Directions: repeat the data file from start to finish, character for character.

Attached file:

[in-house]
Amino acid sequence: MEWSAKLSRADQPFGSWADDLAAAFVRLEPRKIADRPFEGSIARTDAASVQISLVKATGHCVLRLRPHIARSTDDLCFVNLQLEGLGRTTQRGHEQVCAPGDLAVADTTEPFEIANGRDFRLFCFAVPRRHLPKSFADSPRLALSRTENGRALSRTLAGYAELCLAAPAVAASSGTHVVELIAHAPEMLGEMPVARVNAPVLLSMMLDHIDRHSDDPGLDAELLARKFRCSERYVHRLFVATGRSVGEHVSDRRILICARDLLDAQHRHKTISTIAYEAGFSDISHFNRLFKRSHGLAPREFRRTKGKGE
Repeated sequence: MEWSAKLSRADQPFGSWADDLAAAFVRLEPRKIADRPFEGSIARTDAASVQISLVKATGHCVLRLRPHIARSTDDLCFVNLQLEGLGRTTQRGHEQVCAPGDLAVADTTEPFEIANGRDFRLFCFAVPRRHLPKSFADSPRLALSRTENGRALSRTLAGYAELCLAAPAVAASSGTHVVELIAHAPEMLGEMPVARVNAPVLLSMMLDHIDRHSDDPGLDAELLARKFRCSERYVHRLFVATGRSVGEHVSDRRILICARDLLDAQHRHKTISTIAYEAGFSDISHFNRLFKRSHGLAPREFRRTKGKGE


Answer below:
[in-house]
Amino acid sequence: MEWSAKLSRADQPFGSWADDLAAAFVRLEPRKIADRPFEGSIARTDAASVQISLVKATGHCVLRLRPHIARSTDDLCFVNLQLEGLGRTTQRGHEQVCAPGDLAVADTTEPFEIANGRDFRLFCFAVPRRHLPKSFADSPRLALSRTENGRALSRTLAGYAELCLAAPAVAASSGTHVVELIAHAPEMLGEMPVARVNAPVLLSMMLDHIDRHSDDPGLDAELLARKFRCSERYVHRLFVATGRSVGEHVSDRRILICARDLLDAQHRHKTISTIAYEAGFSDISHFNRLFKRSHGLAPREFRRTKGKGE
Repeated sequence: MEWSAKLSRADQPFGSWADDLAAAFVRLEPRKIADRPFEGSIARTDAASVQISLVKATGHCVLRLRPHIARSTDDLCFVNLQLEGLGRTTQRGHEQVCAPGDLAVADTTEPFEIANGRDFRLFCFAVPRRHLPKSFADSPRLALSRTENGRALSRTLAGYAELCLAAPAVAASSGTHVVELIAHAPEMLGEMPVARVNAPVLLSMMLDHIDRHSDDPGLDAELLARKFRCSERYVHRLFVATGRSVGEHVSDRRILICARDLLDAQHRHKTISTIAYEAGFSDISHFNRLFKRSHGLAPREFRRTKGKGE